If you have driven north along Interstate 235 at night and looked east after passing the Harrison Avenue exit, you might have seen a green light reaching towards the sky.
It is the Beacon of Hope, and sits in the Founders Plaza in Stiles Park. While the plaza honors the visionaries responsible for the Oklahoma Health Center, the man for whom the park , one of the city’s oldest, is named seems to be one of Oklahoma City’s forgotten pioneers.
Capt. Daniel Frazier Stiles was born in Massachussetts in 1841 and entered the Army in 1861. After a long career in the Army, in 1889 he was ordered to Oklahoma with a battalion of men to provide law and order during and after the Land Run.
A story from the April 16, 1989, Land Run Centennial special section of The Oklahoman said:
“Until Oklahoma became a U.S. territory in 1890, no civil law existed within the Unassigned Lands except that which the residents themselves established.
“The federal government, however, did dispatch army troops to keep peace during the run and through the early days of the settlement. They were not to interfere in political affairs, but merely to offer support to the settlers and to intervene in local disturbances.
“When the 10th Infantry got off the train in Oklahoma City on April 19, Capt. Daniel F. Stiles was in command.”
Capt. Stiles, described in his obituary published in The Oklahoman Sept. 12, 1900, the day after he died, gives an excellent description of the man and his importance.
”Capt. Stiles was one of the prominent figures in the early opening and settlement of Oklahoma. He was the Provost Marshal at the time of the settlement of Oklahoma City and the faithfulness with which he discharged his duties won him the praise of all law abiding citizens. He was retired from the army on half pay in ’93. Since that time until his death he has been an energetic, enterprising and public spirited citizen…”
The Honorable Sidney Clarke said in his tribute to Stiles in the Sept. 12 article: “The death of Capt. Stiles will be deeply lamented, not only by the people of Oklahoma City and Oklahoma Territory, where he is so favorably known, and with which he has been intimately identified from the first settlement, but by his many friends throughout the country, as an officer of the regular army retired after an honorable service of over thirty years, and as a citizen always ready and willing to promote the good and the true, the memory of Capt. Stiles will be highly cherished by all who had the honor of his acquaintance.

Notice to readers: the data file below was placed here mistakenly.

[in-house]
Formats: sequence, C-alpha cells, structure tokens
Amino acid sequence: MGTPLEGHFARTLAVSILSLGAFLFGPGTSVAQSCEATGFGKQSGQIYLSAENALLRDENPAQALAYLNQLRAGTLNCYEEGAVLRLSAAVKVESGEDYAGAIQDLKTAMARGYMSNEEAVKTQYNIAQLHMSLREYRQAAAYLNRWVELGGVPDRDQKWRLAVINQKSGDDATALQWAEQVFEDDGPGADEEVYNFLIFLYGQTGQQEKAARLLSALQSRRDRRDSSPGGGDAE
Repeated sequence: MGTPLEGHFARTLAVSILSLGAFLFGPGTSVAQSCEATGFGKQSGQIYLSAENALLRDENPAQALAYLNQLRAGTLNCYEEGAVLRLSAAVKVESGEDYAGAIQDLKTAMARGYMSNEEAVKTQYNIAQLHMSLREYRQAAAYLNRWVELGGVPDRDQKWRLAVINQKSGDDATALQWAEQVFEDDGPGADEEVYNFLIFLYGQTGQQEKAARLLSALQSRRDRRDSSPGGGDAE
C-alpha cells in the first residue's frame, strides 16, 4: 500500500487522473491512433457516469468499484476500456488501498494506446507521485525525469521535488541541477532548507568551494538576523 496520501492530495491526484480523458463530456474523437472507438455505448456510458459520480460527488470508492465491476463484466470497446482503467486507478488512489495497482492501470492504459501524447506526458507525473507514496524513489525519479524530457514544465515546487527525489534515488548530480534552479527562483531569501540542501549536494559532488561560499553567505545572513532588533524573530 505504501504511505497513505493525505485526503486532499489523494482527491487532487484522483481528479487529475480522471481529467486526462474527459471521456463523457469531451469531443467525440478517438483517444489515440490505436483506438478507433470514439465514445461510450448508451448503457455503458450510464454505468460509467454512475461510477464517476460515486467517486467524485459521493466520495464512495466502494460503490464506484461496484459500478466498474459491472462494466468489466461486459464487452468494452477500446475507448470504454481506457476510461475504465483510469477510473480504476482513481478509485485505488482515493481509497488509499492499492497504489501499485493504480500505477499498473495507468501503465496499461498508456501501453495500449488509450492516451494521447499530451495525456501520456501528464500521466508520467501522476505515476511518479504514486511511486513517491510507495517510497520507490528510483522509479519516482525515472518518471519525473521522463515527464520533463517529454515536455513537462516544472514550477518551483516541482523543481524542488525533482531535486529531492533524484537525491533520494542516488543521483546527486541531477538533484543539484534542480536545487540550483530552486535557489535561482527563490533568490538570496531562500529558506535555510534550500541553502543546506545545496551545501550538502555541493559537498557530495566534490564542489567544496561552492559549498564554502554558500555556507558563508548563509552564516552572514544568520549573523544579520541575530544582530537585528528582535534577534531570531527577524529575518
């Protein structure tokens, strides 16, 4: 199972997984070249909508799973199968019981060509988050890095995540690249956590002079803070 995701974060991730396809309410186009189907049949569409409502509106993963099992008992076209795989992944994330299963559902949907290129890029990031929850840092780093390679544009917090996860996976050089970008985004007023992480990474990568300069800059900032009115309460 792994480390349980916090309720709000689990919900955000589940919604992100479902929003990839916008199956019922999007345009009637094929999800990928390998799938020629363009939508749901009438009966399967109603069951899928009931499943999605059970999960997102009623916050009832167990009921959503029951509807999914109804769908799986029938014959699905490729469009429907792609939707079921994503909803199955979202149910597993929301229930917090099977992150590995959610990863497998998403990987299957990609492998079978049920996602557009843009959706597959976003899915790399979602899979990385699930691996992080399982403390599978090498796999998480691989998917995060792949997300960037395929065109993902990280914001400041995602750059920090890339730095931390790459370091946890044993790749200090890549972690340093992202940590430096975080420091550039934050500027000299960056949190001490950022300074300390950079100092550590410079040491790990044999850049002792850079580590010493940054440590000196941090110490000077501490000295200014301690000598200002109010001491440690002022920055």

”In all his long career there was no man in the army more popular and more highly respected than Capt. Stiles. He was a strict disciplinarian but at the same time careful of the welfare of his men, kind in his intercourse with all, and just and human in all his acts. While in command at Oklahoma City at the opening of the Territory to settlement in 1889 and during th ensuing year previous to the organisation of the Territorial government, his duties were extremely delicate because of the neglect of Congress to provide civil government contemporanious with the opening of the country. But he performed those duties with such uniform good judgement, that he always received the approval of his superiors.
“No words I can write can express my regret at the sudden death of Capt. Stiles. He was my friend. Hew was the friend of Oklahoma City and of our people. He took a great pride in the growth of this young city, and by his activity, enterprise, comprehensive views and wide experience, contributed largely to its marvelous prosperity. He will be missed as few men are missed, as they step over to the other side. A brave officer, a Christian gentleman, a noble citizen, a kind-hearted neighbor, a faithful husband and father and friend, he has left behind him a record of duty done– of an honorable and useful life.”
After his retirement, Stiles, joined with James Geary, another pioneer, developed the area north of what is now Stiles Park, as the Maywood Addition, Oklahoma City’s first “Nichols Hills.”